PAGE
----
The second largest association of Baptist churches in the nation is slated to vote Tuesday on a measure that would oust churches that endorse homosexuality.
Messengers to the Baptist State Convention of North Carolina's annual meeting in Greensboro are expected to approve the exclusion measure after years of division that had already resulted in several expelled churches along the way.
"Bill [Sanderson of Raleigh] thought it was timely that the North Carolina Baptists address the issue head on, and we said we consider homosexual activity a sin," said state convention spokesman Norman Jameson, according to the Charlotte Observer. "We will not view favorably churches that allow that practice."
Sanderson had brought the homosexuality issue to the forefront at the 2005 meeting.
The state convention has 1.2 million members and 4,080 churches and is part of the Southern Baptist Convention the largest Protestant denomination in the United States. The SBC position statement on sexuality affirms marriage between one man and one woman and states that "homosexuality is not a 'valid alternative lifestyle.' The Bible condemns it as sin."
It further states that it is not "unforgivable sin."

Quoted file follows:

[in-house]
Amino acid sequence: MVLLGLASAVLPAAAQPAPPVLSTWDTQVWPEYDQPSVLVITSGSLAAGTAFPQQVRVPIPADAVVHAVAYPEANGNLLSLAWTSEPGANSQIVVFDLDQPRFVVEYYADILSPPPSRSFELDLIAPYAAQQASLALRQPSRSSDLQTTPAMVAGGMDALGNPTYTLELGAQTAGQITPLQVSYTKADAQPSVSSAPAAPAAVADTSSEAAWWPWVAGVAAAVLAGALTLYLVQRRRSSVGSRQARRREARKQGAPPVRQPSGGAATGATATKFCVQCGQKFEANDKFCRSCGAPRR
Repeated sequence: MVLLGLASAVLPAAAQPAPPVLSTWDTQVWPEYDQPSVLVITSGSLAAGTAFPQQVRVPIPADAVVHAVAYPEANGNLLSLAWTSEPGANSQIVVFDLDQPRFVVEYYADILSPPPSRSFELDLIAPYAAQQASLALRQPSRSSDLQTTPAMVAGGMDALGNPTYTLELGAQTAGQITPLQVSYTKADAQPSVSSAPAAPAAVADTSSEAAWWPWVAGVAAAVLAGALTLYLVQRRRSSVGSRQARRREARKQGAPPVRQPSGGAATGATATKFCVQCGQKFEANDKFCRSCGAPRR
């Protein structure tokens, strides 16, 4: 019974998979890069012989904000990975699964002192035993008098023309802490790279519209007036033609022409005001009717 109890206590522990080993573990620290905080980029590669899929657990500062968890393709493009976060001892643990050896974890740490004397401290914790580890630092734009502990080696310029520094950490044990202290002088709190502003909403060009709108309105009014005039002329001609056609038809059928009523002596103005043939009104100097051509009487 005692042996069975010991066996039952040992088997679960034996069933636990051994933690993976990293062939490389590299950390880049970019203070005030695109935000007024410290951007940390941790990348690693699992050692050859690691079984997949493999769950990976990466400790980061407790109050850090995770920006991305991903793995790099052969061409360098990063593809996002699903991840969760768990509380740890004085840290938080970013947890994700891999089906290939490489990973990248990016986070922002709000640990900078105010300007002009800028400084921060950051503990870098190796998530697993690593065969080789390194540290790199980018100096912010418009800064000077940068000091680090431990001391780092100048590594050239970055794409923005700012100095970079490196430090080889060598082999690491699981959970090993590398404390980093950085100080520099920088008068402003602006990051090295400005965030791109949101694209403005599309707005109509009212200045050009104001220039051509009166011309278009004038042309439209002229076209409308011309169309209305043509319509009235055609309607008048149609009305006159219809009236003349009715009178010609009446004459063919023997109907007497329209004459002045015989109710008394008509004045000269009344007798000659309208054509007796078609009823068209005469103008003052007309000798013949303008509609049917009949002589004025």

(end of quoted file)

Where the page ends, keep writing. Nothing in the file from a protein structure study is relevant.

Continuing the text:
A group of about 20 churches listed as a supporter of the Alliance of Baptists a support group that endorses gay rights are under suspicion and opened to being questioned.
One of those listed churches is Myers Park Baptist Church in Charlotte. Its senior minister, Stephen Shoemaker, told the Charlotte Observer, "We regret very much that the state convention is taking this exclusionary action."
Approval for the exclusion measure requires a two-thirds vote of the nearly 3,800 convention attendants. And the expulsion of a church requires two people to file complaints to the state convention which would initiate an investigation.
One local pastor showed no surprise to the upcoming vote.
"There is sadness, but this is not a great surprise to any of us," said Richard Kremer, pastor of St. John's Baptist Church. "This is one small step in a spectrum of events. You can be sure they'll narrow the tent along the way."
This year's convention runs Nov. 13-15 and will address other significant issues with long term ramifications, including the way they nominate trustees, extracting their children from public schools in favor of Christian schools, leadership elections, and evangelism.